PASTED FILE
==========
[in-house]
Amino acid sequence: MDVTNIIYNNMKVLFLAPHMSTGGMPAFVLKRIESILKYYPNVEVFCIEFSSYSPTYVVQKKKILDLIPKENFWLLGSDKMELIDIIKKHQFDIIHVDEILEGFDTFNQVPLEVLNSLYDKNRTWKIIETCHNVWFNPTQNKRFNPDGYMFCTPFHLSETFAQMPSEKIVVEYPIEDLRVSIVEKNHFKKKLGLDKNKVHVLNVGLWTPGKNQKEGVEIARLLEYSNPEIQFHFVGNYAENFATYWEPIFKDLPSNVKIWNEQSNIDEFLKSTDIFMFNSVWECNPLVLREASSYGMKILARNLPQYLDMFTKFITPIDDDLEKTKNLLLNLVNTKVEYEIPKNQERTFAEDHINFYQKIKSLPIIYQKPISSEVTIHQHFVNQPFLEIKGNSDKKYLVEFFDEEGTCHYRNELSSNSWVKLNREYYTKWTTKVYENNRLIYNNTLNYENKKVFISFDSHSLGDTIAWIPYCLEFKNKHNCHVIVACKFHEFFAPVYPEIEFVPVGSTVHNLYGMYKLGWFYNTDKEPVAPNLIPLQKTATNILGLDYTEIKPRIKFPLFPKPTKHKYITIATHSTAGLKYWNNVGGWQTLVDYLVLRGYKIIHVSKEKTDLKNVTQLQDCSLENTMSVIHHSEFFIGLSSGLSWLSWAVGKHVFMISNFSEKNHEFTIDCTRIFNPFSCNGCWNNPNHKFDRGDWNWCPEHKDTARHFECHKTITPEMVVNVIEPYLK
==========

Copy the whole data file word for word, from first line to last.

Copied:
[in-house]
Amino acid sequence: MDVTNIIYNNMKVLFLAPHMSTGGMPAFVLKRIESILKYYPNVEVFCIEFSSYSPTYVVQKKKILDLIPKENFWLLGSDKMELIDIIKKHQFDIIHVDEILEGFDTFNQVPLEVLNSLYDKNRTWKIIETCHNVWFNPTQNKRFNPDGYMFCTPFHLSETFAQMPSEKIVVEYPIEDLRVSIVEKNHFKKKLGLDKNKVHVLNVGLWTPGKNQKEGVEIARLLEYSNPEIQFHFVGNYAENFATYWEPIFKDLPSNVKIWNEQSNIDEFLKSTDIFMFNSVWECNPLVLREASSYGMKILARNLPQYLDMFTKFITPIDDDLEKTKNLLLNLVNTKVEYEIPKNQERTFAEDHINFYQKIKSLPIIYQKPISSEVTIHQHFVNQPFLEIKGNSDKKYLVEFFDEEGTCHYRNELSSNSWVKLNREYYTKWTTKVYENNRLIYNNTLNYENKKVFISFDSHSLGDTIAWIPYCLEFKNKHNCHVIVACKFHEFFAPVYPEIEFVPVGSTVHNLYGMYKLGWFYNTDKEPVAPNLIPLQKTATNILGLDYTEIKPRIKFPLFPKPTKHKYITIATHSTAGLKYWNNVGGWQTLVDYLVLRGYKIIHVSKEKTDLKNVTQLQDCSLENTMSVIHHSEFFIGLSSGLSWLSWAVGKHVFMISNFSEKNHEFTIDCTRIFNPFSCNGCWNNPNHKFDRGDWNWCPEHKDTARHFECHKTITPEMVVNVIEPYLK